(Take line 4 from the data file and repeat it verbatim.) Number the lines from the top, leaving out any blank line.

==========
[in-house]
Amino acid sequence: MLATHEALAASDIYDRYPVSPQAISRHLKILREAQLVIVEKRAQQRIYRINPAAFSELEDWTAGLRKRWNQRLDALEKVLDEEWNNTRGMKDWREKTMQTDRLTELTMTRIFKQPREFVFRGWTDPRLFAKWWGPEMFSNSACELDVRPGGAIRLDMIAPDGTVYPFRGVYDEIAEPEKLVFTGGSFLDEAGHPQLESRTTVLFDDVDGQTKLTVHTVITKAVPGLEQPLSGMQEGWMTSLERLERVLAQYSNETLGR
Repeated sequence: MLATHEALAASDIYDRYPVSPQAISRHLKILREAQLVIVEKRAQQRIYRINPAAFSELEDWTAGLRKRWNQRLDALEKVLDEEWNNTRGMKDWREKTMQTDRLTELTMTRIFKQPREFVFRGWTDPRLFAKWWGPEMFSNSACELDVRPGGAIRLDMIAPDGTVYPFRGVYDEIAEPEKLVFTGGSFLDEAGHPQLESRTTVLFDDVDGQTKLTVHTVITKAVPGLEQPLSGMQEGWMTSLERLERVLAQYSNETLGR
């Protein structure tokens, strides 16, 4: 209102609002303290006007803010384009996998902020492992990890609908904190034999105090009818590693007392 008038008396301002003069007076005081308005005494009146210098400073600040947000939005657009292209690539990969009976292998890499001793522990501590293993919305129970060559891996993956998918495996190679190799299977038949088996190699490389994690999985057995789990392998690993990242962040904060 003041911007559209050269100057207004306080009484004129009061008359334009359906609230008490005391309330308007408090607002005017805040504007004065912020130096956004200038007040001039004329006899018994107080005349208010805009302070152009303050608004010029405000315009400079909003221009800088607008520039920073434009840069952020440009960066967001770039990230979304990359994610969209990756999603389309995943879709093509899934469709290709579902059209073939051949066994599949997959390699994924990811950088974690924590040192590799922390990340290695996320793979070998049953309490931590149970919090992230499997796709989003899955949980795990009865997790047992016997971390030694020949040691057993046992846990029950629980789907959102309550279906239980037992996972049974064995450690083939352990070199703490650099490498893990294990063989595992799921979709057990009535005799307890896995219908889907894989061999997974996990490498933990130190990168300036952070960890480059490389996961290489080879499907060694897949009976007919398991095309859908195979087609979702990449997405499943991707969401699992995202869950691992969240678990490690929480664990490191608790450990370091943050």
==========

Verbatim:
């Protein structure tokens, strides 16, 4: 209102609002303290006007803010384009996998902020492992990890609908904190034999105090009818590693007392 008038008396301002003069007076005081308005005494009146210098400073600040947000939005657009292209690539990969009976292998890499001793522990501590293993919305129970060559891996993956998918495996190679190799299977038949088996190699490389994690999985057995789990392998690993990242962040904060 003041911007559209050269100057207004306080009484004129009061008359334009359906609230008490005391309330308007408090607002005017805040504007004065912020130096956004200038007040001039004329006899018994107080005349208010805009302070152009303050608004010029405000315009400079909003221009800088607008520039920073434009840069952020440009960066967001770039990230979304990359994610969209990756999603389309995943879709093509899934469709290709579902059209073939051949066994599949997959390699994924990811950088974690924590040192590799922390990340290695996320793979070998049953309490931590149970919090992230499997796709989003899955949980795990009865997790047992016997971390030694020949040691057993046992846990029950629980789907959102309550279906239980037992996972049974064995450690083939352990070199703490650099490498893990294990063989595992799921979709057990009535005799307890896995219908889907894989061999997974996990490498933990130190990168300036952070960890480059490389996961290489080879499907060694897949009976007919398991095309859908195979087609979702990449997405499943991707969401699992995202869950691992969240678990490690929480664990490191608790450990370091943050």